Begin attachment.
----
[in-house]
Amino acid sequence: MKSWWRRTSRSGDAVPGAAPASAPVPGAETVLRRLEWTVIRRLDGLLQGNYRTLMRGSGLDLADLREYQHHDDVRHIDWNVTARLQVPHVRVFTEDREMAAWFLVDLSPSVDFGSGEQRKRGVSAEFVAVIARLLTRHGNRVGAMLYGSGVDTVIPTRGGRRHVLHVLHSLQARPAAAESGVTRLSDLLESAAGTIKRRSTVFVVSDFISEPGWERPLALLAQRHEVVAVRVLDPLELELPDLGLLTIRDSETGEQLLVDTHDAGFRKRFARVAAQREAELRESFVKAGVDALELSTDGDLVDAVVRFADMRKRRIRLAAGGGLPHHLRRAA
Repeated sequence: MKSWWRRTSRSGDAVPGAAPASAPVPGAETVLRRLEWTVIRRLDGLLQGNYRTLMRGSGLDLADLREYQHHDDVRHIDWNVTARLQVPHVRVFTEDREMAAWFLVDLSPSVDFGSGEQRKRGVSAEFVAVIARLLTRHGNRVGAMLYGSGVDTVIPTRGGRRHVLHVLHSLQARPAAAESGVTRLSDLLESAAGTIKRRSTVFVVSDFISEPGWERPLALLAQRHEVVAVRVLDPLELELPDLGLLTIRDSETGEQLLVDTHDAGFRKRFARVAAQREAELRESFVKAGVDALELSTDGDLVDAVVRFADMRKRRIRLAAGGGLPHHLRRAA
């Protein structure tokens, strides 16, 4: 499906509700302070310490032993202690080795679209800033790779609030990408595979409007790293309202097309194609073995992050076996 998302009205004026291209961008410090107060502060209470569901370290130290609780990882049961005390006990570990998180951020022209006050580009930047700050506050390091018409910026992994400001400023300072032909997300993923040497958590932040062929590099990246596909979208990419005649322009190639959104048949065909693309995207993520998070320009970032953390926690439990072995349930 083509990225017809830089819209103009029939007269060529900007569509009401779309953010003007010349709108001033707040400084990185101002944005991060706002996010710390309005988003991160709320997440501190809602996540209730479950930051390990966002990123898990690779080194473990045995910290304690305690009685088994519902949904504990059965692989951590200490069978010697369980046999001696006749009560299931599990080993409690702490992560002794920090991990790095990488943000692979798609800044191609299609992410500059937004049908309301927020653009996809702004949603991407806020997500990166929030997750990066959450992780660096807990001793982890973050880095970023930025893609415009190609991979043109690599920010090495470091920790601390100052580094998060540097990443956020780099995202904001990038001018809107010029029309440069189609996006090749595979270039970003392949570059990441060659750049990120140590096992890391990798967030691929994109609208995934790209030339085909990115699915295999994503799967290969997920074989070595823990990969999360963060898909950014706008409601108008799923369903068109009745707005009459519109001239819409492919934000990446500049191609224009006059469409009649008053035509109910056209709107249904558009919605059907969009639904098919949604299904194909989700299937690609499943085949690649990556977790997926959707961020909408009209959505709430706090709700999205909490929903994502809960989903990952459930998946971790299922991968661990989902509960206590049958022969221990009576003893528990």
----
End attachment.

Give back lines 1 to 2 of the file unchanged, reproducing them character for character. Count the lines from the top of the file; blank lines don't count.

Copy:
[in-house]
Amino acid sequence: MKSWWRRTSRSGDAVPGAAPASAPVPGAETVLRRLEWTVIRRLDGLLQGNYRTLMRGSGLDLADLREYQHHDDVRHIDWNVTARLQVPHVRVFTEDREMAAWFLVDLSPSVDFGSGEQRKRGVSAEFVAVIARLLTRHGNRVGAMLYGSGVDTVIPTRGGRRHVLHVLHSLQARPAAAESGVTRLSDLLESAAGTIKRRSTVFVVSDFISEPGWERPLALLAQRHEVVAVRVLDPLELELPDLGLLTIRDSETGEQLLVDTHDAGFRKRFARVAAQREAELRESFVKAGVDALELSTDGDLVDAVVRFADMRKRRIRLAAGGGLPHHLRRAA